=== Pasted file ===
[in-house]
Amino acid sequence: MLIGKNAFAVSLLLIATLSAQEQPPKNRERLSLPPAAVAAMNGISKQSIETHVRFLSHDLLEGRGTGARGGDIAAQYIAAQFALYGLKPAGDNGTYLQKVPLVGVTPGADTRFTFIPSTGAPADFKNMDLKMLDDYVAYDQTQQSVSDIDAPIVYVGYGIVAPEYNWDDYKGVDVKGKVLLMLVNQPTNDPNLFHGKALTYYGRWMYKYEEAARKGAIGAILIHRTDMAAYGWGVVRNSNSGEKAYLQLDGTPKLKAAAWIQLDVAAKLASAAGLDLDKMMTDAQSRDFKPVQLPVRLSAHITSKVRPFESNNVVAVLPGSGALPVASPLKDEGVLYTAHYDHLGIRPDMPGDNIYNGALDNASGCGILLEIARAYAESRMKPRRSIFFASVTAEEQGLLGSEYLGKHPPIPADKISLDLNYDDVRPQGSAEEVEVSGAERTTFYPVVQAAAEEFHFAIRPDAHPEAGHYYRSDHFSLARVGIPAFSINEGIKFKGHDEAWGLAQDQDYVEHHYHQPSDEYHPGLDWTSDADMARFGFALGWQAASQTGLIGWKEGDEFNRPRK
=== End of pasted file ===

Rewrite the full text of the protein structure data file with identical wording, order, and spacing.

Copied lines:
[in-house]
Amino acid sequence: MLIGKNAFAVSLLLIATLSAQEQPPKNRERLSLPPAAVAAMNGISKQSIETHVRFLSHDLLEGRGTGARGGDIAAQYIAAQFALYGLKPAGDNGTYLQKVPLVGVTPGADTRFTFIPSTGAPADFKNMDLKMLDDYVAYDQTQQSVSDIDAPIVYVGYGIVAPEYNWDDYKGVDVKGKVLLMLVNQPTNDPNLFHGKALTYYGRWMYKYEEAARKGAIGAILIHRTDMAAYGWGVVRNSNSGEKAYLQLDGTPKLKAAAWIQLDVAAKLASAAGLDLDKMMTDAQSRDFKPVQLPVRLSAHITSKVRPFESNNVVAVLPGSGALPVASPLKDEGVLYTAHYDHLGIRPDMPGDNIYNGALDNASGCGILLEIARAYAESRMKPRRSIFFASVTAEEQGLLGSEYLGKHPPIPADKISLDLNYDDVRPQGSAEEVEVSGAERTTFYPVVQAAAEEFHFAIRPDAHPEAGHYYRSDHFSLARVGIPAFSINEGIKFKGHDEAWGLAQDQDYVEHHYHQPSDEYHPGLDWTSDADMARFGFALGWQAASQTGLIGWKEGDEFNRPRK